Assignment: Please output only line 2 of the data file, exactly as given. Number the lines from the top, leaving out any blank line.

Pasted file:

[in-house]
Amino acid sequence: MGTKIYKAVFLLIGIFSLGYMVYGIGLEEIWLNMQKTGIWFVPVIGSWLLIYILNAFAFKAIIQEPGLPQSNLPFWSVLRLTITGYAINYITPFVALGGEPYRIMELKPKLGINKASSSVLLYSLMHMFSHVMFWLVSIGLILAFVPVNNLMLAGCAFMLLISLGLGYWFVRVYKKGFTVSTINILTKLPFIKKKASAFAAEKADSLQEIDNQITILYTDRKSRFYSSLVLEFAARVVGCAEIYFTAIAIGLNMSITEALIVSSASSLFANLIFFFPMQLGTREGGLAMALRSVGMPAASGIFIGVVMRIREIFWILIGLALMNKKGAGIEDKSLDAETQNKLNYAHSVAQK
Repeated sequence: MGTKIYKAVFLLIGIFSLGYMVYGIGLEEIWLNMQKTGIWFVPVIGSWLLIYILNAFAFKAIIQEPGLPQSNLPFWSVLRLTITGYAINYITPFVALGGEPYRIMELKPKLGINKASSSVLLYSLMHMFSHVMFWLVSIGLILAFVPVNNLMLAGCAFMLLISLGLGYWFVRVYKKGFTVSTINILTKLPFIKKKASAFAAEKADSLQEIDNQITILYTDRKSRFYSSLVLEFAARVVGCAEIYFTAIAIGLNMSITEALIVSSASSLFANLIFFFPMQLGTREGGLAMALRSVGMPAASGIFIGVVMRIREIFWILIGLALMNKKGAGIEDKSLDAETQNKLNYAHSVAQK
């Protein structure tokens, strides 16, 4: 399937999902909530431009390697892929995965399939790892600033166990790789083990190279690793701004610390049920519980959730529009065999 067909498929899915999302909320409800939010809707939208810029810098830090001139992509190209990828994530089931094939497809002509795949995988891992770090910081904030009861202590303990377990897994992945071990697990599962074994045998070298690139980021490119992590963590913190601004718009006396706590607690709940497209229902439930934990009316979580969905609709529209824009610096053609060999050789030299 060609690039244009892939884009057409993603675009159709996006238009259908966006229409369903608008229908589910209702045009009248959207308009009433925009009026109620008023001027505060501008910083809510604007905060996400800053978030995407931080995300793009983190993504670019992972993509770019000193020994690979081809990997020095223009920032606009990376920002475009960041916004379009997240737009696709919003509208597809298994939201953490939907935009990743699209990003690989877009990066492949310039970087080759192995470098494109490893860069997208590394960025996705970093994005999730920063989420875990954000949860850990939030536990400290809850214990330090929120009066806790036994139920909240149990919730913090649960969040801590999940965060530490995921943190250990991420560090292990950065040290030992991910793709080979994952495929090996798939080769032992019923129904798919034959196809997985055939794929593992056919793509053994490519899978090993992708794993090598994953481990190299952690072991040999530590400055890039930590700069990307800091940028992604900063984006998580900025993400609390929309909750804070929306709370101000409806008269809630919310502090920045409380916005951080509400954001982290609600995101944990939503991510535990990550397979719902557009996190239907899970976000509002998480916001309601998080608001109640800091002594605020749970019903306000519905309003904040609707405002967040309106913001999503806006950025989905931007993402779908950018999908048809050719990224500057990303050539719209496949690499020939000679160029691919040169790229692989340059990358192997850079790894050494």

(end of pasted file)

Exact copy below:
Amino acid sequence: MGTKIYKAVFLLIGIFSLGYMVYGIGLEEIWLNMQKTGIWFVPVIGSWLLIYILNAFAFKAIIQEPGLPQSNLPFWSVLRLTITGYAINYITPFVALGGEPYRIMELKPKLGINKASSSVLLYSLMHMFSHVMFWLVSIGLILAFVPVNNLMLAGCAFMLLISLGLGYWFVRVYKKGFTVSTINILTKLPFIKKKASAFAAEKADSLQEIDNQITILYTDRKSRFYSSLVLEFAARVVGCAEIYFTAIAIGLNMSITEALIVSSASSLFANLIFFFPMQLGTREGGLAMALRSVGMPAASGIFIGVVMRIREIFWILIGLALMNKKGAGIEDKSLDAETQNKLNYAHSVAQK